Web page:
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The Government has dropped plans to relax Sunday trading laws after more than 50 Conservative MPs said they would vote against it, according to The Daily Telegraph.
Ministers had been considering relaxing the rules in order to allow people to shop for longer and provide a boost to retailers struggling after lockdown. It would have meant supermarkets in England and Wales could extend their opening hours on Sundays, which currently restrict trade to six consecutive hours between 10am and 6pm.
After the plan was originally revealed, people seemed to be divided over whether it would help the economy or cause further disruptions. Whilst a cross-party group of 40 MPs were in favour of the changes to help put high streets in a better position post-lockdown, others argued that it would place more pressure on employees whilst taking away business from small retailers that worked hard to keep communities going throughout the pandemic.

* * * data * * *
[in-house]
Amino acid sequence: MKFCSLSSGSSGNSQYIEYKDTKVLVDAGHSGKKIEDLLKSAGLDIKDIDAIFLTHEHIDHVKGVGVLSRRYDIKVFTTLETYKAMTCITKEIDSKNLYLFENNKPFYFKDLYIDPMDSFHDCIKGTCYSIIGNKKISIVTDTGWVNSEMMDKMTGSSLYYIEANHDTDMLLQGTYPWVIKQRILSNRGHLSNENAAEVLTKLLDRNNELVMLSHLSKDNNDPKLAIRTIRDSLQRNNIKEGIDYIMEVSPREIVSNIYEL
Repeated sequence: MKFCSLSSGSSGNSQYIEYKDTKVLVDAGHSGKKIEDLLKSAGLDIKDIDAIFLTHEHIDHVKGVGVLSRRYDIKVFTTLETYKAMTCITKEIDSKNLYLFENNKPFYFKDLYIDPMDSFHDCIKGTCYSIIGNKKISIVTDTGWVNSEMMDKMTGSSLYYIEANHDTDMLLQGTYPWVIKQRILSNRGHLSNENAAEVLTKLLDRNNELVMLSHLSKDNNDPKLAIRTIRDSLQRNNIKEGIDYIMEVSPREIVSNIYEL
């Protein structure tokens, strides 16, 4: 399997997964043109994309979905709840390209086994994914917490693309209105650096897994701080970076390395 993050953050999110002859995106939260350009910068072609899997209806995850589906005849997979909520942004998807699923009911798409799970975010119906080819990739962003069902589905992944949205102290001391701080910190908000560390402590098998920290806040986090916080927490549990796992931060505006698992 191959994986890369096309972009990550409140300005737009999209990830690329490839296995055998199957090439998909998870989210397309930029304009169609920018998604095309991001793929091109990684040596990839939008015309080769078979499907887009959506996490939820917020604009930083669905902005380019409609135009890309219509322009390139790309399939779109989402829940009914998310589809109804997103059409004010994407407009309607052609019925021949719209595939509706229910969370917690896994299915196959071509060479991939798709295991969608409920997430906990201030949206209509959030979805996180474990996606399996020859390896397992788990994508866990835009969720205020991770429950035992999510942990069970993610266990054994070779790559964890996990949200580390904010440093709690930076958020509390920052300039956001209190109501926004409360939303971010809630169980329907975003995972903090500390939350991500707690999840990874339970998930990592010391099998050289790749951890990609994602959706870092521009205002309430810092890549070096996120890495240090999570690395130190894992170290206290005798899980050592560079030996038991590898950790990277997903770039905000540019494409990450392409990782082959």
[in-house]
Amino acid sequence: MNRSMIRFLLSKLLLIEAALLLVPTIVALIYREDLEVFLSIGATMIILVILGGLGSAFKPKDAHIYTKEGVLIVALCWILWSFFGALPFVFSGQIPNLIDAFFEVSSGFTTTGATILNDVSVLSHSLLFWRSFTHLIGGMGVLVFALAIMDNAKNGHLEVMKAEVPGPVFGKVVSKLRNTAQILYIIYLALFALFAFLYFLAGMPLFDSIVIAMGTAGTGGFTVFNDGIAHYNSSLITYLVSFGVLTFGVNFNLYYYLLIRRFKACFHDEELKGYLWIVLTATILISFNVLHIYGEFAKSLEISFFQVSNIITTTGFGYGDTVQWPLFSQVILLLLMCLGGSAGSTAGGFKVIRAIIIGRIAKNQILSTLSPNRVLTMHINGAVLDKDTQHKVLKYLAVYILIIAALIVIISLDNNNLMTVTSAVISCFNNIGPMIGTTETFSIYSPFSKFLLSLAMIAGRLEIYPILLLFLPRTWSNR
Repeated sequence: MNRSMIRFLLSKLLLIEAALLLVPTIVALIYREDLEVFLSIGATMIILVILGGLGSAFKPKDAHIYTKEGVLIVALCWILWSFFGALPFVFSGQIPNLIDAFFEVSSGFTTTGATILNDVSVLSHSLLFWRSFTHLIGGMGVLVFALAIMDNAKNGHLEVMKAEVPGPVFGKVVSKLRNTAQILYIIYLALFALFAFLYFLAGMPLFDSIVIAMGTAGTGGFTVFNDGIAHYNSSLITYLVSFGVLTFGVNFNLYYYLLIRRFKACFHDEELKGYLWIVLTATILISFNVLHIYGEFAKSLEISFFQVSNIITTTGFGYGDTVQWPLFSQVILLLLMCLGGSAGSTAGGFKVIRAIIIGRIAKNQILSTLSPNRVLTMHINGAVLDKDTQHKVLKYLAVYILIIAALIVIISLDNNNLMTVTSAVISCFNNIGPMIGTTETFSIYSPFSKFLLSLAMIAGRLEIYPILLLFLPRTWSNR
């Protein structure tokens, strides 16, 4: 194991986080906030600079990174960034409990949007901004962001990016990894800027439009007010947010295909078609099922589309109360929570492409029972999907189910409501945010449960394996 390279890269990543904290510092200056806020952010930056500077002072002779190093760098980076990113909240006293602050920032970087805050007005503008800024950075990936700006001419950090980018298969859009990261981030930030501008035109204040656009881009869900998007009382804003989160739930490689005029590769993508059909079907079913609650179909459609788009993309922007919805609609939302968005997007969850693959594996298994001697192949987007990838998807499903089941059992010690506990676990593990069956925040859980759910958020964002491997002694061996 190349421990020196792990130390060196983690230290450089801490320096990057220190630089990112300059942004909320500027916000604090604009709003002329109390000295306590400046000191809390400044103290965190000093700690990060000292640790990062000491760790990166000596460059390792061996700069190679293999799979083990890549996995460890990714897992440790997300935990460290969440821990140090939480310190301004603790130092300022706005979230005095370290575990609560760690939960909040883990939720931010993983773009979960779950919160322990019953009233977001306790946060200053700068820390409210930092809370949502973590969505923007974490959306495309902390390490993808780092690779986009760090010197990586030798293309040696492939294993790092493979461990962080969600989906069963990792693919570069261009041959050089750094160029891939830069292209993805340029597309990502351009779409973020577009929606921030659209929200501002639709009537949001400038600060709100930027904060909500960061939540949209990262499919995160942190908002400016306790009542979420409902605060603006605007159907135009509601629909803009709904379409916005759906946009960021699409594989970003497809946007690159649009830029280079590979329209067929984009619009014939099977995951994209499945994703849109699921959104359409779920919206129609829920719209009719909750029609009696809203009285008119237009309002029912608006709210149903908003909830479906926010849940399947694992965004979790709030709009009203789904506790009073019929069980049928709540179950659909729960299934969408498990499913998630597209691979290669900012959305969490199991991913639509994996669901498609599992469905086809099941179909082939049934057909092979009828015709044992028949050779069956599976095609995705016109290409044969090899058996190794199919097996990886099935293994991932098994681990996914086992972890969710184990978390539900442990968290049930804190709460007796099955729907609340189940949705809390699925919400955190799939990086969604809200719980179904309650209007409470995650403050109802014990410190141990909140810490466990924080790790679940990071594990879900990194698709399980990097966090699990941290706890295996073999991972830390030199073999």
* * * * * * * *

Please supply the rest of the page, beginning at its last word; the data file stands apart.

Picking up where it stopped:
Now it seems the plan won’t be part of the Business and Planning Bill that’s set to be introduced to Parliament later this week. The news comes as over 50 MPs presented a signed letter to the PM warning that they were prepared to vote against the plans, which they said would “harm local shops and high streets”.
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